Northland homecoming for SAS trooper after 62 years

By Raniera Harrison
  • Northland

It's taken 62 years but one of Northland's finest SAS troopers, Adrian Raymond Thomas (Te Uri o Hau, Ngāti Whātua, Ngāti Kahu ki Whangaroa), has returned home.

"Tino aroha. It’s something that at the time of his death, it wasn’t going to happen.  It couldn’t happen for those times," says niece Astrid Thomas-McLeod.

Multitudes packed the Ruawai College main hall this afternoon for a solemn but proud occasion for the small Northland settlement.

Those gathered welcomed one of the most famed soldiers of Te Uri o Hau, and Ngāti Whātua, NZSAS Trooper Adrian Raymond Thomas after 62 years.

"Everyone of us still talk about him like- we still spoke about him like he was with us and he’s always been like that.

Another New Zealand Special Air Services veteran named his daughter Adrienne in honour of his fallen friend.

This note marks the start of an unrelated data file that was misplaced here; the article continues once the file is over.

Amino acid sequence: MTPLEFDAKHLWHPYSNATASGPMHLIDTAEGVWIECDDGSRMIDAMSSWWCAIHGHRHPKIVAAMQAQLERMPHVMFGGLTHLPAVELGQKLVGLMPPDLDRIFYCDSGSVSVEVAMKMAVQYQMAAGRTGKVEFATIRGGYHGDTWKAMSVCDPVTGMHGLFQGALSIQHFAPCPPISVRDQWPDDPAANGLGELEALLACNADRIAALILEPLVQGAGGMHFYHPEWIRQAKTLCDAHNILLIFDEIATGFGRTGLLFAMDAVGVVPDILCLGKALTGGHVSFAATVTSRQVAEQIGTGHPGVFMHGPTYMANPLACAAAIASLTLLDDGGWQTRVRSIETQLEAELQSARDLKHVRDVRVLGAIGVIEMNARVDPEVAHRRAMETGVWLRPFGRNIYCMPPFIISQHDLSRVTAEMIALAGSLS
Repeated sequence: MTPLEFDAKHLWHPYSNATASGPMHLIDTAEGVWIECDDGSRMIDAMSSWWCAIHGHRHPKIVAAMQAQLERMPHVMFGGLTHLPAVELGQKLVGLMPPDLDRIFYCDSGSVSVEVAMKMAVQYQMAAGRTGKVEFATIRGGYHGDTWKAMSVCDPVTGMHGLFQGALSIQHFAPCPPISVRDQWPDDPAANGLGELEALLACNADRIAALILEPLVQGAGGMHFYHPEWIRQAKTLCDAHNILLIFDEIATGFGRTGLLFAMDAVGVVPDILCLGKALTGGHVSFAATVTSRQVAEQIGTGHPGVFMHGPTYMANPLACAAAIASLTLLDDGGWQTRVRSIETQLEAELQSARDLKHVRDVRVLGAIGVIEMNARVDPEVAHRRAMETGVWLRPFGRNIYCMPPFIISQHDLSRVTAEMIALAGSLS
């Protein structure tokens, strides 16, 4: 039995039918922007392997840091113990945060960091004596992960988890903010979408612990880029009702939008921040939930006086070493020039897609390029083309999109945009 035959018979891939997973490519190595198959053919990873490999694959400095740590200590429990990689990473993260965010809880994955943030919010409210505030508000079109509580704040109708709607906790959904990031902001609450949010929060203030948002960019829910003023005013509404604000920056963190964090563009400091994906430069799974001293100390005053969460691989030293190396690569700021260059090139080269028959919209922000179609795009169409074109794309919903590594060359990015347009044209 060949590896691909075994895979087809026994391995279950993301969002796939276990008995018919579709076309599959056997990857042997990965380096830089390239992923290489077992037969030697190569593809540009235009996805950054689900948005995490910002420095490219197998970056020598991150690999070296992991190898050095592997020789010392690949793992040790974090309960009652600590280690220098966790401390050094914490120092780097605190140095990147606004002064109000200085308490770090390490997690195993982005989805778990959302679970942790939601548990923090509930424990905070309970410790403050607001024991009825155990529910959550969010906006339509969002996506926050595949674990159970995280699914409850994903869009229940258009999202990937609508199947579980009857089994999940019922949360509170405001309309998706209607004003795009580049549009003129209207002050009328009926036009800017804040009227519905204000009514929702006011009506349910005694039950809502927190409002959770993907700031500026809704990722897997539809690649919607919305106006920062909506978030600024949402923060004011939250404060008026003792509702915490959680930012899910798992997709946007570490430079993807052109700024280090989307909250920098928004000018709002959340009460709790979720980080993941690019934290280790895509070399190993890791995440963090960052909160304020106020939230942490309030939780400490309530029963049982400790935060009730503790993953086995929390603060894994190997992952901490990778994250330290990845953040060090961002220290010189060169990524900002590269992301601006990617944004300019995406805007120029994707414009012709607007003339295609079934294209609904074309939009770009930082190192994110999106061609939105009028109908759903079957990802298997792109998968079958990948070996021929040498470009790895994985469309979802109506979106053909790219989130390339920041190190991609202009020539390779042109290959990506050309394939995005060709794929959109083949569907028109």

"There were only about 17 or 18 of us in a troupe, we used to go in the jungle for 13 weeks at a time.  So you really became close with one another," says former NZSAS soldier, Norm Whitehead, who fought alongside Thomas in the Malayan Emergency.

Thomas’ remains will lie at Parirau Marae in Matakohe tonight and tomorrow he will be moved to Te Pātūnga Marae, in the region of Ngāti Kahu ki Whangaroa.

"He was also a boxer, an athlete.  They named a cup after him.  He was known as Charlie and [there are] just some lovely stories that have come out of it all," says Thomas' niece, Astrid, who bought a photo of her own father to witness the return of her uncle to Northland.

Thomas was the first New Zealand casualty in the Malayan Emergency.  His feats, however, took centre-stage in front of his own people.

"There are so many memories and it’s really good to think about it," says another former NZSAS comrade, and former student of Ruawai College, Don Heatley.

Thomas' remains will be interred at Te Pātūnga Marae Urupā in Kaeo on Saturday.